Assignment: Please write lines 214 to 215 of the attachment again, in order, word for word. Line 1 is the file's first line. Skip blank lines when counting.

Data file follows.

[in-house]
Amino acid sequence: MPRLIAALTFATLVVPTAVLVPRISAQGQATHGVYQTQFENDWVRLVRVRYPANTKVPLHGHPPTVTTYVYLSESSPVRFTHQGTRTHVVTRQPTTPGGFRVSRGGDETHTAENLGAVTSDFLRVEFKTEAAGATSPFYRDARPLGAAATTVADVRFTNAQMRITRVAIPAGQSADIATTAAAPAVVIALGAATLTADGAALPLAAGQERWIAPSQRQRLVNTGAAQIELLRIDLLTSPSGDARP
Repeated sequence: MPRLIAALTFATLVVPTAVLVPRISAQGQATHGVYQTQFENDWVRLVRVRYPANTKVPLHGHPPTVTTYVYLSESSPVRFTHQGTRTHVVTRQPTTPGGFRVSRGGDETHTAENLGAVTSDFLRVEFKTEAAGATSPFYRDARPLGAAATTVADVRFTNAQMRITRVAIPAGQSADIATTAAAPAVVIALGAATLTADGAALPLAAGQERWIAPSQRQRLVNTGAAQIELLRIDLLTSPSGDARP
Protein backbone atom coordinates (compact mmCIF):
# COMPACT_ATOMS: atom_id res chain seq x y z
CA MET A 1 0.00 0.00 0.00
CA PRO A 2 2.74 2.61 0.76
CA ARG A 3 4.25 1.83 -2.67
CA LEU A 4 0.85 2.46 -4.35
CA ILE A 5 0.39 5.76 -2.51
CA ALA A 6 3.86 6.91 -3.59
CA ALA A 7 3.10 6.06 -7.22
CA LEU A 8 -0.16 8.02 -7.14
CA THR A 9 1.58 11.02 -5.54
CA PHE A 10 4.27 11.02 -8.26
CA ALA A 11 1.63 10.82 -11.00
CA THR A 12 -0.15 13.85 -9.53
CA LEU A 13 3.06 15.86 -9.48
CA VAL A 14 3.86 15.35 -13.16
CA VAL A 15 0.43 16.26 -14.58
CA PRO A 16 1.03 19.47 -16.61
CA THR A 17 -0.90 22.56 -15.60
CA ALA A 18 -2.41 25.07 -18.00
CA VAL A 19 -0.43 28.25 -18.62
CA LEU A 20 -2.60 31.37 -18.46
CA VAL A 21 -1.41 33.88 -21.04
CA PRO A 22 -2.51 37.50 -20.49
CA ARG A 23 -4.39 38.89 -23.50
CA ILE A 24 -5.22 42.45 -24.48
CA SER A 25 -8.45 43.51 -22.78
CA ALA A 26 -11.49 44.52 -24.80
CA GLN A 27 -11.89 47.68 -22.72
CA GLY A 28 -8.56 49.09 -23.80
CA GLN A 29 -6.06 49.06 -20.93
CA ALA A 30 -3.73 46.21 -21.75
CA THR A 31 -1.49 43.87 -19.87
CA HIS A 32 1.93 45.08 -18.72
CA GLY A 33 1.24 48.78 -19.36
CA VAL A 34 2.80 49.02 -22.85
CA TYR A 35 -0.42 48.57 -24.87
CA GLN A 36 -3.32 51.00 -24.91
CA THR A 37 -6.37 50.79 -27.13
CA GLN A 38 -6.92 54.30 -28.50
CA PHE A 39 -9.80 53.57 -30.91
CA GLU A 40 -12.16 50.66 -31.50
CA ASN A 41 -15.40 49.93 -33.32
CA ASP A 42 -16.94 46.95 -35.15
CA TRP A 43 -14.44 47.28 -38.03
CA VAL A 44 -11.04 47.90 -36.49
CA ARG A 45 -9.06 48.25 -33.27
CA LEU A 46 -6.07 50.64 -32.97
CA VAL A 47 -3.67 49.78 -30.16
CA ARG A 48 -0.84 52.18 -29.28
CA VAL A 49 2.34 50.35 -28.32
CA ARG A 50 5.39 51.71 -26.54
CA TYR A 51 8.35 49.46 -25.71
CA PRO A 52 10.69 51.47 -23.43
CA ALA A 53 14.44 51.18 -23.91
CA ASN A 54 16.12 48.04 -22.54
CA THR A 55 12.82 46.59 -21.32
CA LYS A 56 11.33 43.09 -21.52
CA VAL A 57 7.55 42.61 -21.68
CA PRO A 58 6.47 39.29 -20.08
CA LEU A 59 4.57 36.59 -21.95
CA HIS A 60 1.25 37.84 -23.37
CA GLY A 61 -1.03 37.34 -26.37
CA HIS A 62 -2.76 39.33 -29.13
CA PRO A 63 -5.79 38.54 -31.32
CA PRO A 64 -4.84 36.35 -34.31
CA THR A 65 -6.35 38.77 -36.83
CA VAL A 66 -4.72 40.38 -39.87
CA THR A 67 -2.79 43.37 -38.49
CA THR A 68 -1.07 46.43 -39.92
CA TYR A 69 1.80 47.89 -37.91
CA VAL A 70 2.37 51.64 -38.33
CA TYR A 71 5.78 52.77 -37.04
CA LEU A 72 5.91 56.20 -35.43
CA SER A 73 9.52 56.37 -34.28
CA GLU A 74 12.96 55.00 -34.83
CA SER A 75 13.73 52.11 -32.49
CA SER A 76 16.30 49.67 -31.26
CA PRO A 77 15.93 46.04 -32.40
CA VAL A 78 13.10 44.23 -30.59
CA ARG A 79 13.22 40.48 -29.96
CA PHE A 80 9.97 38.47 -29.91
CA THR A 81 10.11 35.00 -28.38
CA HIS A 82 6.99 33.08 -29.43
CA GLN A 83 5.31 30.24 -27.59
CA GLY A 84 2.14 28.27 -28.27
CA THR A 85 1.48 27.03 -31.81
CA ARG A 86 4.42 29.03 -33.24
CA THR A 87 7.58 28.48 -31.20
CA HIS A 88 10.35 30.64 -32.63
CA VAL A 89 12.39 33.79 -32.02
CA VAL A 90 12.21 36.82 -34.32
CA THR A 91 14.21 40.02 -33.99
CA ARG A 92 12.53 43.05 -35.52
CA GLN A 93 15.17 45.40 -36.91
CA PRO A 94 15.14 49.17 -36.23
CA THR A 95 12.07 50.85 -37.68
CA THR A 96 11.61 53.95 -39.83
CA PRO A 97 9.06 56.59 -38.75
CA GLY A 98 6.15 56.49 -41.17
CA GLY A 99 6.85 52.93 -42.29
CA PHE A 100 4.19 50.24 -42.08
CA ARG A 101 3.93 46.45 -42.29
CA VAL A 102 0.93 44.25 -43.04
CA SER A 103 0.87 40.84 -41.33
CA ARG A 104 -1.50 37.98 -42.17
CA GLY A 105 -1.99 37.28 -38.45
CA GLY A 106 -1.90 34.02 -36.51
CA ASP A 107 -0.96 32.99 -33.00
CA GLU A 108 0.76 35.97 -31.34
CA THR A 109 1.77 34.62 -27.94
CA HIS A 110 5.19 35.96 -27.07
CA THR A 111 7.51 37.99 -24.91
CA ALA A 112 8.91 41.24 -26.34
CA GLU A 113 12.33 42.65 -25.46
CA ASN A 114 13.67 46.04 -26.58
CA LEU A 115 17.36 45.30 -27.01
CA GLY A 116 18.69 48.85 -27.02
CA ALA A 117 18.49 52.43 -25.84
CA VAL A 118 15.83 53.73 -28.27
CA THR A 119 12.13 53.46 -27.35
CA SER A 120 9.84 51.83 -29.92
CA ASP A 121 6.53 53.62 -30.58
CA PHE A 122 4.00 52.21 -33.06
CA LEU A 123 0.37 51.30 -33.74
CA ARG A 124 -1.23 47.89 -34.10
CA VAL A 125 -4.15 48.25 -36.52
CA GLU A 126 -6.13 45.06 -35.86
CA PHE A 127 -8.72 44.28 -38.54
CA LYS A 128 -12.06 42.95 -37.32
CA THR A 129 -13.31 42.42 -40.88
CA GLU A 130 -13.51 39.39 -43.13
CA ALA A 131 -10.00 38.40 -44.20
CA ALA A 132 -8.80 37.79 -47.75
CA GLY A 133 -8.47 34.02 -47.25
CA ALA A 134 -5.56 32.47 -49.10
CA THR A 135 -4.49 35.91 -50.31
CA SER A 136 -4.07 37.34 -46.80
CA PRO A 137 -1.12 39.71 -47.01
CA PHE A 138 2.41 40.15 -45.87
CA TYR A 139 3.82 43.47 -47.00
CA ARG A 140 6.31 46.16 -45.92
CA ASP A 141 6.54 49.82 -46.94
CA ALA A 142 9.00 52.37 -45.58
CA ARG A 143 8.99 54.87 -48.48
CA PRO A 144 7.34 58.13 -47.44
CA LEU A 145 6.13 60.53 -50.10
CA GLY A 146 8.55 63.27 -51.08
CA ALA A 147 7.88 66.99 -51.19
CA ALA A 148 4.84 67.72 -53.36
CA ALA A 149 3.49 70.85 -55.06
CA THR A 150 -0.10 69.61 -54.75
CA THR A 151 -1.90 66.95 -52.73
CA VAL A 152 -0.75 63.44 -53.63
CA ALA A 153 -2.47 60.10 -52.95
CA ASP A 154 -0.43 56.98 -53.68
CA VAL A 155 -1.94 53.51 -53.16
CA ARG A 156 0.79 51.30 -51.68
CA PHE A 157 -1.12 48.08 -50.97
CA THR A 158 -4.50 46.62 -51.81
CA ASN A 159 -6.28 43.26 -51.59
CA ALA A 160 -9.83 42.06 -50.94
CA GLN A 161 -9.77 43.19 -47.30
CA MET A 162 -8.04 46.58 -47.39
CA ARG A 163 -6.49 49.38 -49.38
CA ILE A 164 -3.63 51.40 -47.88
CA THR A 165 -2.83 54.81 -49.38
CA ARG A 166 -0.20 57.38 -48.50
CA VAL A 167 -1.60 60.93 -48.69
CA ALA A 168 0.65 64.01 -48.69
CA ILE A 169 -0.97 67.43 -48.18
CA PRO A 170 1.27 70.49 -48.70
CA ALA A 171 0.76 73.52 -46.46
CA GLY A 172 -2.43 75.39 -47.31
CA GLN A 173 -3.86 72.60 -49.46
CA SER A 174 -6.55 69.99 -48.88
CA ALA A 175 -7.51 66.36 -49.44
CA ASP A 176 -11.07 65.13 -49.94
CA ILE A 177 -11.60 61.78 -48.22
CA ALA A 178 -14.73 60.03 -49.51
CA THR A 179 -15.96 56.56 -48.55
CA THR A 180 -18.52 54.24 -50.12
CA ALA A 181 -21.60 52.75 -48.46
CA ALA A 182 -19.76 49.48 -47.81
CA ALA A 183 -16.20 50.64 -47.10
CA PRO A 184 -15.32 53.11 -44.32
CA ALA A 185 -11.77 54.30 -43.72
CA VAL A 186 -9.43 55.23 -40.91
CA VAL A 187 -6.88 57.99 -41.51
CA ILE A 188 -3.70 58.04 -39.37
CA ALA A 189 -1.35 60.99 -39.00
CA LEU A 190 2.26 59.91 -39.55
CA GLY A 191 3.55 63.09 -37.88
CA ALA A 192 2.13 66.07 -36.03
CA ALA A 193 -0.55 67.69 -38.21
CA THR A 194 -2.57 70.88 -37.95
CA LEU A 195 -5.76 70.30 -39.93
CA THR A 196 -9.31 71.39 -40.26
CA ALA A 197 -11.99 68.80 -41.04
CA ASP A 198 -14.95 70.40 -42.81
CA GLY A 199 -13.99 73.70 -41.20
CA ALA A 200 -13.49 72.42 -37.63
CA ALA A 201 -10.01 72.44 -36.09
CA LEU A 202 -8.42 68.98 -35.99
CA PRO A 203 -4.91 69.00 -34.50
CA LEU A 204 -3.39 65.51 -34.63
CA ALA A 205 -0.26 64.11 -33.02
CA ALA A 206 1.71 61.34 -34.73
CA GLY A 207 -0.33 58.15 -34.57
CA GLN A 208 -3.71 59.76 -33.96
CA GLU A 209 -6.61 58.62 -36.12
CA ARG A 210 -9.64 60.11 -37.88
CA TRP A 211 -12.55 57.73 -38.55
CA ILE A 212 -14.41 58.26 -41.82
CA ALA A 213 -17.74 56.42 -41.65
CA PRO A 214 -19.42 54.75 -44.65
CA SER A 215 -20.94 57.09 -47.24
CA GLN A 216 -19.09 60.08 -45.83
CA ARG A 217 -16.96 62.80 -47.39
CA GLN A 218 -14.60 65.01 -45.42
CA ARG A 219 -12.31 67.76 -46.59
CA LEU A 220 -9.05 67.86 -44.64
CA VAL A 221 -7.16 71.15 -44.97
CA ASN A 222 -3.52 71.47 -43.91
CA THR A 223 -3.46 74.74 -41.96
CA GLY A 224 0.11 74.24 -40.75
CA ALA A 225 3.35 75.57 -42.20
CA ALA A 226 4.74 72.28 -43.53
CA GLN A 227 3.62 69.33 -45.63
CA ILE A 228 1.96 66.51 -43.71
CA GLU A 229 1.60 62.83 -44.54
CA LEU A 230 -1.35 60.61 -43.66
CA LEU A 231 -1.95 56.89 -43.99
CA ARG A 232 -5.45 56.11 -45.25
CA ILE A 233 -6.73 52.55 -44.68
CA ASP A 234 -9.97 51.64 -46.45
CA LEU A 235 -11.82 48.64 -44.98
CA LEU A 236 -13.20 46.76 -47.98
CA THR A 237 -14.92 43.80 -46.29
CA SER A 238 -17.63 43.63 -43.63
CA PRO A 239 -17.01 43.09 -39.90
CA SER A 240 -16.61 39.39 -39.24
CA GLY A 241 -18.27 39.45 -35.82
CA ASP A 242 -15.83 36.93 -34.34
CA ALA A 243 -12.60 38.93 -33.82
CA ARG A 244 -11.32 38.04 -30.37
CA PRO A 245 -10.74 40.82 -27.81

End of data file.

CA GLU A 209 -6.61 58.62 -36.12
CA ARG A 210 -9.64 60.11 -37.88